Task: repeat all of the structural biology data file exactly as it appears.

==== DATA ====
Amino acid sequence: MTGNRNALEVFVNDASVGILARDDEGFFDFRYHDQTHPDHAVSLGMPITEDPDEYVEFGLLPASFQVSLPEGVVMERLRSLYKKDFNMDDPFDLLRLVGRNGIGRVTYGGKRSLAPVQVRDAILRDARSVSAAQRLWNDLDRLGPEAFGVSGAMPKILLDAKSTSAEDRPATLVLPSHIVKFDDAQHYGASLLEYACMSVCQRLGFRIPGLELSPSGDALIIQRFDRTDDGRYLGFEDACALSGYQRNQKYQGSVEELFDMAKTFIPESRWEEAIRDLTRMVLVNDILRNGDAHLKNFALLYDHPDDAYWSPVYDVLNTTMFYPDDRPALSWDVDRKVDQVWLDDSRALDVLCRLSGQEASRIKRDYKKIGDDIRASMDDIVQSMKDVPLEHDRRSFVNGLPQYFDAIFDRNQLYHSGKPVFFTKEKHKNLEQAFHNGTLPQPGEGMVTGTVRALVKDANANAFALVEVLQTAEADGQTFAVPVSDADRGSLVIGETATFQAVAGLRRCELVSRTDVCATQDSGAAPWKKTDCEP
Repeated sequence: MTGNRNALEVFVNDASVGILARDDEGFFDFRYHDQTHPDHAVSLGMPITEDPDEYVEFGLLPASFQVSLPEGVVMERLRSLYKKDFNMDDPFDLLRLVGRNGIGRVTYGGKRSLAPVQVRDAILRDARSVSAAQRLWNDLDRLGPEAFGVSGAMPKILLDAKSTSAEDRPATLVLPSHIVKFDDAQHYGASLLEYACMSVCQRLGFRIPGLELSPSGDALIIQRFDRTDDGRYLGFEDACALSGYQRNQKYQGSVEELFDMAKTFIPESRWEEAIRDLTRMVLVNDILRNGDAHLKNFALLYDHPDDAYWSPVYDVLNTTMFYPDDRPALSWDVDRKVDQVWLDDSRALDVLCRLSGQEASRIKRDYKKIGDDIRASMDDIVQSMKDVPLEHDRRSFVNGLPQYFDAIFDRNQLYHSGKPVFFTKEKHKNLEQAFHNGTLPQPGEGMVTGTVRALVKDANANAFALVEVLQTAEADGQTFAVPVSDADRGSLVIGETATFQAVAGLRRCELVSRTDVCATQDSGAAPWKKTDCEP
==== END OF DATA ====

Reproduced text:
Amino acid sequence: MTGNRNALEVFVNDASVGILARDDEGFFDFRYHDQTHPDHAVSLGMPITEDPDEYVEFGLLPASFQVSLPEGVVMERLRSLYKKDFNMDDPFDLLRLVGRNGIGRVTYGGKRSLAPVQVRDAILRDARSVSAAQRLWNDLDRLGPEAFGVSGAMPKILLDAKSTSAEDRPATLVLPSHIVKFDDAQHYGASLLEYACMSVCQRLGFRIPGLELSPSGDALIIQRFDRTDDGRYLGFEDACALSGYQRNQKYQGSVEELFDMAKTFIPESRWEEAIRDLTRMVLVNDILRNGDAHLKNFALLYDHPDDAYWSPVYDVLNTTMFYPDDRPALSWDVDRKVDQVWLDDSRALDVLCRLSGQEASRIKRDYKKIGDDIRASMDDIVQSMKDVPLEHDRRSFVNGLPQYFDAIFDRNQLYHSGKPVFFTKEKHKNLEQAFHNGTLPQPGEGMVTGTVRALVKDANANAFALVEVLQTAEADGQTFAVPVSDADRGSLVIGETATFQAVAGLRRCELVSRTDVCATQDSGAAPWKKTDCEP
Repeated sequence: MTGNRNALEVFVNDASVGILARDDEGFFDFRYHDQTHPDHAVSLGMPITEDPDEYVEFGLLPASFQVSLPEGVVMERLRSLYKKDFNMDDPFDLLRLVGRNGIGRVTYGGKRSLAPVQVRDAILRDARSVSAAQRLWNDLDRLGPEAFGVSGAMPKILLDAKSTSAEDRPATLVLPSHIVKFDDAQHYGASLLEYACMSVCQRLGFRIPGLELSPSGDALIIQRFDRTDDGRYLGFEDACALSGYQRNQKYQGSVEELFDMAKTFIPESRWEEAIRDLTRMVLVNDILRNGDAHLKNFALLYDHPDDAYWSPVYDVLNTTMFYPDDRPALSWDVDRKVDQVWLDDSRALDVLCRLSGQEASRIKRDYKKIGDDIRASMDDIVQSMKDVPLEHDRRSFVNGLPQYFDAIFDRNQLYHSGKPVFFTKEKHKNLEQAFHNGTLPQPGEGMVTGTVRALVKDANANAFALVEVLQTAEADGQTFAVPVSDADRGSLVIGETATFQAVAGLRRCELVSRTDVCATQDSGAAPWKKTDCEP